See the Difference
Lengthy aging—two years on average—helps give Italian Parmigiano-Reggiano its complex flavor and dry, crumbly texture. When we put domestic Parms, which are typically aged for less than half that time, alongside two imports for our tasting, it wasn’t hard for our panel to pick out the impostors on sight.
These enzymatic reactions are also responsible for those crunchy, appealing crystals. Over time, some of the peptides continue to break down into individual amino acids. Two amino acids, tyrosine and leucine, become visible as white crystals and larger white pearls, respectively. The younger domestic cheeses had few, if any, noticeable crystals or pearls, while the two older Parmigiano-Reggianos had constellations of them.
Could It Be a Contender?
Considering the whole picture, all the way from feed to aging, it’s clear why so many domestics don’t measure up. But what about that one that came close? Our third-place cheese, Sarvecchio, is made in Wisconsin and aged for at least 20 months, twice as long as its domestic counterparts. Its manufacturer also reported the most varied feed. It didn’t quite have the depth the Parmigiano-Reggianos had—it’s aged four months less than our winner, doesn’t have the same diet regulations, and is made with pasteurized milk—but we think it deserves a nod as a good domestic option. If domestic producers—or producers anywhere—were to follow more of the Parmigiano-Reggiano specifications, we think they could make a comparable cheese.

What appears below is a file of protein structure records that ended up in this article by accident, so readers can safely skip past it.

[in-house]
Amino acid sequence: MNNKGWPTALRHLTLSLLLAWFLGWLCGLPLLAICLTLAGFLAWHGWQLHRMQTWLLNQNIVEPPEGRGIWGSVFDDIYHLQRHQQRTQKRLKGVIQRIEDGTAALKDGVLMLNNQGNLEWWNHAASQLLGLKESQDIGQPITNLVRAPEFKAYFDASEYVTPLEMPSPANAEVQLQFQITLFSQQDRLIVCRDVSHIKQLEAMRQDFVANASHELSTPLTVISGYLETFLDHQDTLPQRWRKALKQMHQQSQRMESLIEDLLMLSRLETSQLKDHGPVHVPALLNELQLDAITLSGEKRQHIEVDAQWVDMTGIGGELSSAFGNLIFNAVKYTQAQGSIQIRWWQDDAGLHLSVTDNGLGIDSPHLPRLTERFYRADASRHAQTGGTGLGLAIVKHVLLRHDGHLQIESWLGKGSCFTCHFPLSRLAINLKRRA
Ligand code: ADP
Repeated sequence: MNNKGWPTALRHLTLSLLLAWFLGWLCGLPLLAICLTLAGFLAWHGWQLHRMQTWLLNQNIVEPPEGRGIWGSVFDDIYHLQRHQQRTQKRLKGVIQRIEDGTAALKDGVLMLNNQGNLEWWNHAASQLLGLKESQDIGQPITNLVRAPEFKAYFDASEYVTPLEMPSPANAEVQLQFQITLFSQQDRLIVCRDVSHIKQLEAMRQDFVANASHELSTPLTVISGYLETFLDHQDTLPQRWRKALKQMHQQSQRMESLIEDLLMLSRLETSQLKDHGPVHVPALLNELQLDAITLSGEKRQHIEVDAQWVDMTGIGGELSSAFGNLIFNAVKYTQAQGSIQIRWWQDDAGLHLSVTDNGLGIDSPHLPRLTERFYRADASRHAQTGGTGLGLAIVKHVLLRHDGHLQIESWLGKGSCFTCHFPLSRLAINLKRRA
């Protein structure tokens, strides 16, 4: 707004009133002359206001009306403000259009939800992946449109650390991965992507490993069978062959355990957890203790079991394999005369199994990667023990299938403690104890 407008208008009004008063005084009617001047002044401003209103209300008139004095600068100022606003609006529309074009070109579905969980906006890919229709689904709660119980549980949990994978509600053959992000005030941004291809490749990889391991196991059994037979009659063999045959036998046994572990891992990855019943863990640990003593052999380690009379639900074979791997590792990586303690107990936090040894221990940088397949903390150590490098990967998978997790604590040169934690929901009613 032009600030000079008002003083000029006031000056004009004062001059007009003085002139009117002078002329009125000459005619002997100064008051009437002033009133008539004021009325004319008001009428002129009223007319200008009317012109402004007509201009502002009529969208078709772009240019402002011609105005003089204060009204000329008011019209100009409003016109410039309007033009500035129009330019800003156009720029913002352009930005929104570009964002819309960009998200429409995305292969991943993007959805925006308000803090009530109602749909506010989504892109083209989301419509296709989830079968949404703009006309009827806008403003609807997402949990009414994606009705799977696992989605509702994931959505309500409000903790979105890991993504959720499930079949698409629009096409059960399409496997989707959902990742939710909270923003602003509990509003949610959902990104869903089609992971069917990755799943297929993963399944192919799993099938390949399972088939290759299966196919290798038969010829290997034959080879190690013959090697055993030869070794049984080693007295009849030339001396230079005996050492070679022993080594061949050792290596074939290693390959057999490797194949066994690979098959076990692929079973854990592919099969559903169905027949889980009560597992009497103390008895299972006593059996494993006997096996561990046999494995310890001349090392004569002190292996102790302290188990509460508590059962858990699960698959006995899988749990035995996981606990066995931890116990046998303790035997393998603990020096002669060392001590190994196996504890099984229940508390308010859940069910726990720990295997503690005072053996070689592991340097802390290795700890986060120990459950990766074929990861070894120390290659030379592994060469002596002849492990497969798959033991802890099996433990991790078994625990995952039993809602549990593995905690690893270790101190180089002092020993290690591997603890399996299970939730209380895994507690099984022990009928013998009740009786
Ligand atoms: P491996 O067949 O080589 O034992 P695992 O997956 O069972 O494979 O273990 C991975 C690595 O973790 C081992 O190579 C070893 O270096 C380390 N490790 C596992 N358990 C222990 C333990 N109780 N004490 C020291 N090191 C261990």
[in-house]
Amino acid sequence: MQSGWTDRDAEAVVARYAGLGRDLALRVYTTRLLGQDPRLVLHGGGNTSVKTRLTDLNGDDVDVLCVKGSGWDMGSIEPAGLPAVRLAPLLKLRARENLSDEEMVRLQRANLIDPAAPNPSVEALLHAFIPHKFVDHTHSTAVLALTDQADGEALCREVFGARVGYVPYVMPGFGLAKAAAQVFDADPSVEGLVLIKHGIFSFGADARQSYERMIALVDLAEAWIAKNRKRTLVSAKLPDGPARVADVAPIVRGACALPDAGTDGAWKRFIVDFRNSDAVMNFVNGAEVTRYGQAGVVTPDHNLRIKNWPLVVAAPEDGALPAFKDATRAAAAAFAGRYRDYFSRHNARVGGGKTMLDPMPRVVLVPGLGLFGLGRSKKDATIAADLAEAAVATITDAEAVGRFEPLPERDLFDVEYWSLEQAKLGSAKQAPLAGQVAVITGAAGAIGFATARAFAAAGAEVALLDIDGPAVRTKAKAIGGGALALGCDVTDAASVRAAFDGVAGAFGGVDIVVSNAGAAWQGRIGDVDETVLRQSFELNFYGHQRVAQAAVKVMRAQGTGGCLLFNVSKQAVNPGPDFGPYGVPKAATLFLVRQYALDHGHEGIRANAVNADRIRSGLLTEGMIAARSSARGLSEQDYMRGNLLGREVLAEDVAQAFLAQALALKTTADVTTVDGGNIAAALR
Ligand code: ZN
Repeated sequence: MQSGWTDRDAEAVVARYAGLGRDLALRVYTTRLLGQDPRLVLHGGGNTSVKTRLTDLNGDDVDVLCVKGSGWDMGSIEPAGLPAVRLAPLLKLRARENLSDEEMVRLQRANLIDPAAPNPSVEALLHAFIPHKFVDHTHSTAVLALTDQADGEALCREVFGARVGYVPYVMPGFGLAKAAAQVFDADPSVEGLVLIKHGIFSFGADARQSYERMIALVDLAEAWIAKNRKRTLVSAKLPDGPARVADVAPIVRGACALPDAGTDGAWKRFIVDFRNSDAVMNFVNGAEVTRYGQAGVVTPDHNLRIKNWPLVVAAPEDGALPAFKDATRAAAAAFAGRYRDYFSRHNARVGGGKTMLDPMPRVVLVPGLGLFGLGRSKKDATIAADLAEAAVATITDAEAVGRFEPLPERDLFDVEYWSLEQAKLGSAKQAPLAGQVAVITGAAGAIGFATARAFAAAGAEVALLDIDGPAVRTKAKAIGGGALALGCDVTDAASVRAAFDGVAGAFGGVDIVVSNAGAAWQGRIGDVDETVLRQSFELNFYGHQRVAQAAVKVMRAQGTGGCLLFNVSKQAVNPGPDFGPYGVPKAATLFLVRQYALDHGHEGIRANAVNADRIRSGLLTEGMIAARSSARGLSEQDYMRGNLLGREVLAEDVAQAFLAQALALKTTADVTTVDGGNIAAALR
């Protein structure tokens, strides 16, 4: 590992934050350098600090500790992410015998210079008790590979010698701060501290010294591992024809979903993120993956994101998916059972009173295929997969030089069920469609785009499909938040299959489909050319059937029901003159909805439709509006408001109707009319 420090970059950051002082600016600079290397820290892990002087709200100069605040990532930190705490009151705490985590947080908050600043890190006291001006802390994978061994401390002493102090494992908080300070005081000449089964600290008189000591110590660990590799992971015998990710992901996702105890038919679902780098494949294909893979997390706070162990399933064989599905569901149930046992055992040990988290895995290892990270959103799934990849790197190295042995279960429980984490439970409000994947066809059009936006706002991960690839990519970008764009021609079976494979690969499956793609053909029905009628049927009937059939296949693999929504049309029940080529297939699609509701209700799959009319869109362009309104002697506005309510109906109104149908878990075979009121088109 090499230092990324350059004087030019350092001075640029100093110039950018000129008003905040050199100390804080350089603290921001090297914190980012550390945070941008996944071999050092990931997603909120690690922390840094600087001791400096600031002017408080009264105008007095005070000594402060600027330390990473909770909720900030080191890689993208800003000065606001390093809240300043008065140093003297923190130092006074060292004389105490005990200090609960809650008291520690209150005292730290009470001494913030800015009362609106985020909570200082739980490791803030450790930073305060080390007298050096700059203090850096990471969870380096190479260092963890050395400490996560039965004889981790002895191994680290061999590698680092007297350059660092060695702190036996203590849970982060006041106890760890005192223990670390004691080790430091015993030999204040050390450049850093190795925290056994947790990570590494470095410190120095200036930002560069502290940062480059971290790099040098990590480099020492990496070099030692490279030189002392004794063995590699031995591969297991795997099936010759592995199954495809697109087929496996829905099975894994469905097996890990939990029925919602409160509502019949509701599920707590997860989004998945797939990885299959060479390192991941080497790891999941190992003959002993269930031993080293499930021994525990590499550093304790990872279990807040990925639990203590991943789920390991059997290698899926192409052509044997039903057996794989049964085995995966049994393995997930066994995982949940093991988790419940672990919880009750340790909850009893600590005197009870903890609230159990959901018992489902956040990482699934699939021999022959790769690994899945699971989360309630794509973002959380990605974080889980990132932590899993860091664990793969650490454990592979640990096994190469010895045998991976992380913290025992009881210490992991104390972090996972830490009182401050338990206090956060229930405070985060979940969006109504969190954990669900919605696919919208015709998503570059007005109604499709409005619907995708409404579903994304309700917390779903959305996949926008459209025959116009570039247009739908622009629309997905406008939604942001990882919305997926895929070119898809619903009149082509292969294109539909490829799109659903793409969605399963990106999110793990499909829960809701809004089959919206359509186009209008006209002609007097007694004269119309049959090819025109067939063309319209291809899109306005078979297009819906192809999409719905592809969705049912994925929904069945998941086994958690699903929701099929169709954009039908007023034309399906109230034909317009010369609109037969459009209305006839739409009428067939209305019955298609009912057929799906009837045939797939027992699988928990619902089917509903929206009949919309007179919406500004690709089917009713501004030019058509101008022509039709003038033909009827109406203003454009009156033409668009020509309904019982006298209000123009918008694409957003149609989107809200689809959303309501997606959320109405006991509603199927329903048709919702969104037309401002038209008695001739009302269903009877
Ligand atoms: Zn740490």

But for now, for that classic, craggy, crystalline cheese with elegant depth, you still have to look to a roughly 8,500-square-mile patch of land in northern Italy. You’ll pay a higher price for the quality exacted by Parmigiano-Reggiano regulations—our winner costs $19.99 a pound, while most domestic Parms were half that. But because of its fuller flavor, you can use it more sparingly. Our winner is sold by Boar’s Head, an American company that purchases Parmigiano-Reggiano and sells it under its name. Tasters were unanimous, voting Boar’s Head Parmigiano-Reggiano the best supermarket Parmesan of all the products we sampled.